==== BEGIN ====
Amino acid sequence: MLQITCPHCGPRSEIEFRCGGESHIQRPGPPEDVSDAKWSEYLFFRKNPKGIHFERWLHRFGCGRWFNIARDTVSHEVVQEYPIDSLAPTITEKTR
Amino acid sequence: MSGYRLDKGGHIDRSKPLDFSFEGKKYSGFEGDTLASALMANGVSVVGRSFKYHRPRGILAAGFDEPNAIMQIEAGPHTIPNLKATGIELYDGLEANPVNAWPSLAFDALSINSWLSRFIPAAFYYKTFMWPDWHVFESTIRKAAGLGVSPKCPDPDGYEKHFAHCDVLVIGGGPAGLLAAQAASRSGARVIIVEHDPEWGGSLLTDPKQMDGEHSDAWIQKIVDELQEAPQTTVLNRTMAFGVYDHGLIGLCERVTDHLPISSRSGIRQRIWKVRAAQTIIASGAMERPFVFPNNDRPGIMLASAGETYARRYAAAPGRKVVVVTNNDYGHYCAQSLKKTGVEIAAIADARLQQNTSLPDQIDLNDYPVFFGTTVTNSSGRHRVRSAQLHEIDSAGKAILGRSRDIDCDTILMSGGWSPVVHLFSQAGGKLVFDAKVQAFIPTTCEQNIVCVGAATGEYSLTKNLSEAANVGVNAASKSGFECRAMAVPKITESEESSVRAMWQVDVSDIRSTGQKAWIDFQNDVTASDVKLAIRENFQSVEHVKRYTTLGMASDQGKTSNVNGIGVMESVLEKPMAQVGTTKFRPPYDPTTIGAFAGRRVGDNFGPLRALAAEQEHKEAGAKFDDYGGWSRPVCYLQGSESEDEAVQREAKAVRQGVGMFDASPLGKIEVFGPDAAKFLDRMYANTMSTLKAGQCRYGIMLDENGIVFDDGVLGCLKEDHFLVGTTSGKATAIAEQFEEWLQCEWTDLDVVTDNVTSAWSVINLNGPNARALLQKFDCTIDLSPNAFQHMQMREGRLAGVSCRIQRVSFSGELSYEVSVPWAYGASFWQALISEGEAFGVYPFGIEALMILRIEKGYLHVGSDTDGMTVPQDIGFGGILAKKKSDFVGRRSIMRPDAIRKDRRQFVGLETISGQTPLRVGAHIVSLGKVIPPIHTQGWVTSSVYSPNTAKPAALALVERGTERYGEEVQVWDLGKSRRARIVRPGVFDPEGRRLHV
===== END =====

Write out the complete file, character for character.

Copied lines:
Amino acid sequence: MLQITCPHCGPRSEIEFRCGGESHIQRPGPPEDVSDAKWSEYLFFRKNPKGIHFERWLHRFGCGRWFNIARDTVSHEVVQEYPIDSLAPTITEKTR
Amino acid sequence: MSGYRLDKGGHIDRSKPLDFSFEGKKYSGFEGDTLASALMANGVSVVGRSFKYHRPRGILAAGFDEPNAIMQIEAGPHTIPNLKATGIELYDGLEANPVNAWPSLAFDALSINSWLSRFIPAAFYYKTFMWPDWHVFESTIRKAAGLGVSPKCPDPDGYEKHFAHCDVLVIGGGPAGLLAAQAASRSGARVIIVEHDPEWGGSLLTDPKQMDGEHSDAWIQKIVDELQEAPQTTVLNRTMAFGVYDHGLIGLCERVTDHLPISSRSGIRQRIWKVRAAQTIIASGAMERPFVFPNNDRPGIMLASAGETYARRYAAAPGRKVVVVTNNDYGHYCAQSLKKTGVEIAAIADARLQQNTSLPDQIDLNDYPVFFGTTVTNSSGRHRVRSAQLHEIDSAGKAILGRSRDIDCDTILMSGGWSPVVHLFSQAGGKLVFDAKVQAFIPTTCEQNIVCVGAATGEYSLTKNLSEAANVGVNAASKSGFECRAMAVPKITESEESSVRAMWQVDVSDIRSTGQKAWIDFQNDVTASDVKLAIRENFQSVEHVKRYTTLGMASDQGKTSNVNGIGVMESVLEKPMAQVGTTKFRPPYDPTTIGAFAGRRVGDNFGPLRALAAEQEHKEAGAKFDDYGGWSRPVCYLQGSESEDEAVQREAKAVRQGVGMFDASPLGKIEVFGPDAAKFLDRMYANTMSTLKAGQCRYGIMLDENGIVFDDGVLGCLKEDHFLVGTTSGKATAIAEQFEEWLQCEWTDLDVVTDNVTSAWSVINLNGPNARALLQKFDCTIDLSPNAFQHMQMREGRLAGVSCRIQRVSFSGELSYEVSVPWAYGASFWQALISEGEAFGVYPFGIEALMILRIEKGYLHVGSDTDGMTVPQDIGFGGILAKKKSDFVGRRSIMRPDAIRKDRRQFVGLETISGQTPLRVGAHIVSLGKVIPPIHTQGWVTSSVYSPNTAKPAALALVERGTERYGEEVQVWDLGKSRRARIVRPGVFDPEGRRLHV